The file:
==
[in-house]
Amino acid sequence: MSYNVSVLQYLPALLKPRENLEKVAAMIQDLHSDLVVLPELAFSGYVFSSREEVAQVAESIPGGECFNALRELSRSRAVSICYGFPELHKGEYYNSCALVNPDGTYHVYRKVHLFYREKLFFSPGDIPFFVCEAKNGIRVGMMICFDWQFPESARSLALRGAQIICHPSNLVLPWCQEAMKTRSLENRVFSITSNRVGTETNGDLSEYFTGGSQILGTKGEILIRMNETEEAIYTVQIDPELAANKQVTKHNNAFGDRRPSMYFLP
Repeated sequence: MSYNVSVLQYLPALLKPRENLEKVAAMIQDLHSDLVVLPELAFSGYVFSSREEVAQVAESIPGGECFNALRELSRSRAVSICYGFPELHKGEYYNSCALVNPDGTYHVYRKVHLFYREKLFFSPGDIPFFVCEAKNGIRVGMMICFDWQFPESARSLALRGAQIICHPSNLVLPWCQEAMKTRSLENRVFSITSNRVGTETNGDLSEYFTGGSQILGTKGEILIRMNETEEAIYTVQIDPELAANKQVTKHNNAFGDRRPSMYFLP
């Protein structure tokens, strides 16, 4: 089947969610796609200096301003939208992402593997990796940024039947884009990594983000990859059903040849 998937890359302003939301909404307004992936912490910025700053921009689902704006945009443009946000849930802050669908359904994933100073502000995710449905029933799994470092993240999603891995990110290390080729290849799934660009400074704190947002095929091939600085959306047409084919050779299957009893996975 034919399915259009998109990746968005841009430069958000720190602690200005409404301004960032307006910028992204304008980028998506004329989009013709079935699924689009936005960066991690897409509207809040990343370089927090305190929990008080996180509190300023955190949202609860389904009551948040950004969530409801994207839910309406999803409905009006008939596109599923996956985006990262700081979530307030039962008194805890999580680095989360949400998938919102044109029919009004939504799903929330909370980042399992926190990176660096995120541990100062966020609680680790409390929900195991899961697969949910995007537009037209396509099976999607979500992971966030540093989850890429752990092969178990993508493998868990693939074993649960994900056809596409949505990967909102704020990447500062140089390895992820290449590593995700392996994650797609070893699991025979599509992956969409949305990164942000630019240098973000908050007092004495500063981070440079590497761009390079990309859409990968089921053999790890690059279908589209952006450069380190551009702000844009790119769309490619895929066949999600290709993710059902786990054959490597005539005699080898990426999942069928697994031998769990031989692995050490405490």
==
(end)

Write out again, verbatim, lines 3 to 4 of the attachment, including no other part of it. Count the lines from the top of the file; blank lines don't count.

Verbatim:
Repeated sequence: MSYNVSVLQYLPALLKPRENLEKVAAMIQDLHSDLVVLPELAFSGYVFSSREEVAQVAESIPGGECFNALRELSRSRAVSICYGFPELHKGEYYNSCALVNPDGTYHVYRKVHLFYREKLFFSPGDIPFFVCEAKNGIRVGMMICFDWQFPESARSLALRGAQIICHPSNLVLPWCQEAMKTRSLENRVFSITSNRVGTETNGDLSEYFTGGSQILGTKGEILIRMNETEEAIYTVQIDPELAANKQVTKHNNAFGDRRPSMYFLP
């Protein structure tokens, strides 16, 4: 089947969610796609200096301003939208992402593997990796940024039947884009990594983000990859059903040849 998937890359302003939301909404307004992936912490910025700053921009689902704006945009443009946000849930802050669908359904994933100073502000995710449905029933799994470092993240999603891995990110290390080729290849799934660009400074704190947002095929091939600085959306047409084919050779299957009893996975 034919399915259009998109990746968005841009430069958000720190602690200005409404301004960032307006910028992204304008980028998506004329989009013709079935699924689009936005960066991690897409509207809040990343370089927090305190929990008080996180509190300023955190949202609860389904009551948040950004969530409801994207839910309406999803409905009006008939596109599923996956985006990262700081979530307030039962008194805890999580680095989360949400998938919102044109029919009004939504799903929330909370980042399992926190990176660096995120541990100062966020609680680790409390929900195991899961697969949910995007537009037209396509099976999607979500992971966030540093989850890429752990092969178990993508493998868990693939074993649960994900056809596409949505990967909102704020990447500062140089390895992820290449590593995700392996994650797609070893699991025979599509992956969409949305990164942000630019240098973000908050007092004495500063981070440079590497761009390079990309859409990968089921053999790890690059279908589209952006450069380190551009702000844009790119769309490619895929066949999600290709993710059902786990054959490597005539005699080898990426999942069928697994031998769990031989692995050490405490």